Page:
Adding to the fun, “Family Guy: It’s A Trap!” is loaded with hysterical cameo voice spots – including Patrick Stewart and Michael Dorn reprising their roles from “Star Trek: The Next Generation,” Adam West (“Batman”), Carrie Fisher (Star Wars Trilogy) and conservative talk radio juggernaut Rush Limbaugh as the voice of the large carnivorous repto-mammal, the Rancor.
Follow Darth Stewie on his national balloon tour here – http://twitter.com/stewie_vader, and also make sure to visit http://www.whackanewok.com/ to play the new Family Guy Star Wars “Whack and Ewok” game!
To win your own copy of “It’s A Trap!” on DVD, simply answer the following question:
Who does the voice of the Rancor in “It’s A Trap”?
• Jon Stewart
• Rush Limbaugh
• Bill Mahr
• Jay Leno
ON SHELVES DECEMBER 14!*
DARK STARS RISING
Conversations from the Outer Realms
by Shade Rupe
OVER 550 PAGES OF DARK DELECTABLES! 27 FAR-OUT ARTISTS FROM AMERICA, AUSTRIA, AND BEYOND: DIVINE, TELLER, CRISPIN GLOVER, ALEJANDRO JODOROWSKY, GASPAR NOÉ, UDO KIER, AND MANY MORE!
The smaller half of Penn & Teller ends his silence for a lengthy discussion of magic and falsehoods, Divine opens the closet during his transition to playing male roles, Crispin Glover gives love to Fassbinder, Faster Pussycat! Kill, Kill!’s Tura Satana tells it like it is from burlesque shows to Hollywood, Alejandro Jodorowsky showers cinema lovers with psychomagic, Genesis Breyer P-Orridge lays down the gauntlet with his creations Throbbing Gristle and Psychic TV, and much much more.
DARK STARS RISING: CONVERSATIONS FROM THE OUTER REALMS is a collection of 27 candid interviews spanning 24 years with unique, free-thinking artists, from America, Austria, and beyond. Working in different media, countries, constraints, and freedoms, the vortex here is created by New York film writer Shade Rupe, known for his avant interests and the cultural realm he inhabits with his Funeral Party books. Everyone in this collection has produced artifacts that affect the heart, mind, soul, and future.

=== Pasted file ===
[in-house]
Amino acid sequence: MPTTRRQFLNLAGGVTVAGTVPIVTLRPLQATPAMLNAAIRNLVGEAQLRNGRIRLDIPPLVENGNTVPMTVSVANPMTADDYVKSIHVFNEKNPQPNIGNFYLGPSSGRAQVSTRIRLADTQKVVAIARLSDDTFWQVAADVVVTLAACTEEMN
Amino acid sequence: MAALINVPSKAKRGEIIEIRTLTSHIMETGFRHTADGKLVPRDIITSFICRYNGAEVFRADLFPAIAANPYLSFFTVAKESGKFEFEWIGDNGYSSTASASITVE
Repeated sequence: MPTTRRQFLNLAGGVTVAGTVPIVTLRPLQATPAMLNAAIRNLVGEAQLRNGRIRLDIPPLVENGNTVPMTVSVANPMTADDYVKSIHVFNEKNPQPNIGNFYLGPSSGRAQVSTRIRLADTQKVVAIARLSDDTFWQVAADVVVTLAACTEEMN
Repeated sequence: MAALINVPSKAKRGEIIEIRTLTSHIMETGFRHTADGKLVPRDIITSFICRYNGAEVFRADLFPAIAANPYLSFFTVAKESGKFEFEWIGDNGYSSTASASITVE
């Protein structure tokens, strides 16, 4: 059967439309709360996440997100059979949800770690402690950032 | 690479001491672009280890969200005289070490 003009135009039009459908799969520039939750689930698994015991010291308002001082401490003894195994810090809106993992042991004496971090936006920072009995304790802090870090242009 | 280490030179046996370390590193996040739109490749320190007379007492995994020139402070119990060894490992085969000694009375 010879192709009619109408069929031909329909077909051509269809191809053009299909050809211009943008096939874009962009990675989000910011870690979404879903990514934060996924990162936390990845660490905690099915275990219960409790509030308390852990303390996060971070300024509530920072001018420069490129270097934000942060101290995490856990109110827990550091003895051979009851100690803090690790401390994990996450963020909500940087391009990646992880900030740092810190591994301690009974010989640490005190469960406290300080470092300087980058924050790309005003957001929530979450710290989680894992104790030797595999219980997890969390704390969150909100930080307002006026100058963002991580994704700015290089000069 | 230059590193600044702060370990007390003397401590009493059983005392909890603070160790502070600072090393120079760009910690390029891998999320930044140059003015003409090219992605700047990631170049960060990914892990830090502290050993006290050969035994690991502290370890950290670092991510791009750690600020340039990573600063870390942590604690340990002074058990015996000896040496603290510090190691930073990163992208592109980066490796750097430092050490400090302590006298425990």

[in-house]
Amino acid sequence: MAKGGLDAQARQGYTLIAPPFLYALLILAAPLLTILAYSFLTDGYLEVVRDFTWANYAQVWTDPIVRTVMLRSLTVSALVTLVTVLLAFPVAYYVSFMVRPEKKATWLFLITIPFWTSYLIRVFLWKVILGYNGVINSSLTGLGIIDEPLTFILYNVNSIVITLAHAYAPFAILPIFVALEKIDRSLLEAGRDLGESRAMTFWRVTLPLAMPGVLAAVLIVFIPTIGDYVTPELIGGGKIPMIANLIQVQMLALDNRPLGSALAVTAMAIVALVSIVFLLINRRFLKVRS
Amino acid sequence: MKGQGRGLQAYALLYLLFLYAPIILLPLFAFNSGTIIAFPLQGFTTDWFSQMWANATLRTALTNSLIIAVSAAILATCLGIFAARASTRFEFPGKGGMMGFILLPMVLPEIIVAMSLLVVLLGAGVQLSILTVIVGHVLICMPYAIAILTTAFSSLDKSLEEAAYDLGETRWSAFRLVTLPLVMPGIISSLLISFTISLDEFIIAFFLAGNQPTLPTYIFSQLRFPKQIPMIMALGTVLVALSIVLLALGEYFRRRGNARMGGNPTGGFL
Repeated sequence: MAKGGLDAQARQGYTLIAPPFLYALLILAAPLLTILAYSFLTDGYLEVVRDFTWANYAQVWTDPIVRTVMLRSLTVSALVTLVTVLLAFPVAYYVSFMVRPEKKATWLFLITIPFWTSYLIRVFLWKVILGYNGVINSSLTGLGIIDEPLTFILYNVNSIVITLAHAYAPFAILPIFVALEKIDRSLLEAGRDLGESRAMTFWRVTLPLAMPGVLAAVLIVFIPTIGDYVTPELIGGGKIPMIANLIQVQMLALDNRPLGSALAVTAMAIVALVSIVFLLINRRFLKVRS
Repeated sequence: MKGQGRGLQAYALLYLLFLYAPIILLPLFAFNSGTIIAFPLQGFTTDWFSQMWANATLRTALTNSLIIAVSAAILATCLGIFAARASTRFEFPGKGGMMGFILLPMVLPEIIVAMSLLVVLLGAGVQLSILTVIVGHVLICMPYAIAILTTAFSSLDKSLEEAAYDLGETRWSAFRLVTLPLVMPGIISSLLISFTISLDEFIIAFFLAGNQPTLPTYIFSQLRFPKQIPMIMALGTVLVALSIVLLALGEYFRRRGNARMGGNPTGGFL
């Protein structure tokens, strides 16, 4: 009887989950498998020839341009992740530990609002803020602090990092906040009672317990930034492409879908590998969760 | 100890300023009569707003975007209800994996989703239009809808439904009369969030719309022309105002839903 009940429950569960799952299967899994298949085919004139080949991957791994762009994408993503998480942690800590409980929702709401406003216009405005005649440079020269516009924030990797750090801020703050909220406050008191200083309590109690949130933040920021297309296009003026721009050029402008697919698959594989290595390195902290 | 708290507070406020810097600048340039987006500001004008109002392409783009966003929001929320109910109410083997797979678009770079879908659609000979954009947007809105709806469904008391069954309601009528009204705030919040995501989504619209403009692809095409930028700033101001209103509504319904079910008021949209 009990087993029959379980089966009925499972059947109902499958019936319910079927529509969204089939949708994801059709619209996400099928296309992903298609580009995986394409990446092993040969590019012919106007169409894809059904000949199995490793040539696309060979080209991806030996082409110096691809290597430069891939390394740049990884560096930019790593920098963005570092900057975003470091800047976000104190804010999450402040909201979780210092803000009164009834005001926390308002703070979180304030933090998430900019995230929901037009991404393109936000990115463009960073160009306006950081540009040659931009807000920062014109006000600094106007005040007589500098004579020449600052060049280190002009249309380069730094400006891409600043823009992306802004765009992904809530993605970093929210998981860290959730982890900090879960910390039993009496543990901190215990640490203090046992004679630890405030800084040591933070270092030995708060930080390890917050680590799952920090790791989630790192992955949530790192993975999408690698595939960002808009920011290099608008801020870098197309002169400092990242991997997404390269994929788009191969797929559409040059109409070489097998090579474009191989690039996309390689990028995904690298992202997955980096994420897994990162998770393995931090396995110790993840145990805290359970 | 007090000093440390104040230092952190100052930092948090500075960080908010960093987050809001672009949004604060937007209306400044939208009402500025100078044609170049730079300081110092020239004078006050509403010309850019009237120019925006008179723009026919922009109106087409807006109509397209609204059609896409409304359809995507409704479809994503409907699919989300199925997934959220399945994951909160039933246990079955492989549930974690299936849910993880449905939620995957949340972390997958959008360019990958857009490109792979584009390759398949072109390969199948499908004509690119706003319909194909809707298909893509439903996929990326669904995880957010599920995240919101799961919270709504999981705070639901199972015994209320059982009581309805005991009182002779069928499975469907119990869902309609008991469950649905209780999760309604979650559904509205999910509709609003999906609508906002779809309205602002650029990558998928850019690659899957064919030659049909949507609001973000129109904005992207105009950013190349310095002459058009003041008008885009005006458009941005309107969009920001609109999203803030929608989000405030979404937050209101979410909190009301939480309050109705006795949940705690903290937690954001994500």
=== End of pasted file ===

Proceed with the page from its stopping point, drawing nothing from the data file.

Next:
With over 500 stunning photographs and illustrations, many previously unpublished, DARK STARS RISING is a visually sensational pulsating miasma—a hearty feast for the mind!
• “The most fearsome creatures in the transgressive cinema.” – Roger Ebert, Chicago Sun-Times“
• “An untamed grab bag of gonzo weirdos in one lovingly sculpted collection. A must-have for miscreants of almost every persuasion.” – Chris Alexander, Fangoria
• “There is a smarter universe out there and Shade may just have inadvertently mapped its manifesto.” – Steven Severin, Siouxsie and the Banshees
• “Nobly horrific. I loved it!” – Ken Russell, director Altered States
Shade Rupe lives in Manhattan and publicizes, assists, and attends film festivals the world over, including Sundance, Toronto, Sitges, and Cannes. His screenplay Fear Factory will be produced in 2011.
DARK STARS RISING by Shade Rupe
ISBN 978-1-900486-69-9 Binding Paperback Size 9.5” x 6.9” x550pp
Market Art/Biography Price $27.95
Illustrated 500 b&w photos and 8 color plates
Publication Dec 8, 2010 Publisher Headpress
Trade distribution: SCB
A book published by HEADPRESS Suite 306, The Colourworks 2a Abbot Street London, E8 3DP, UK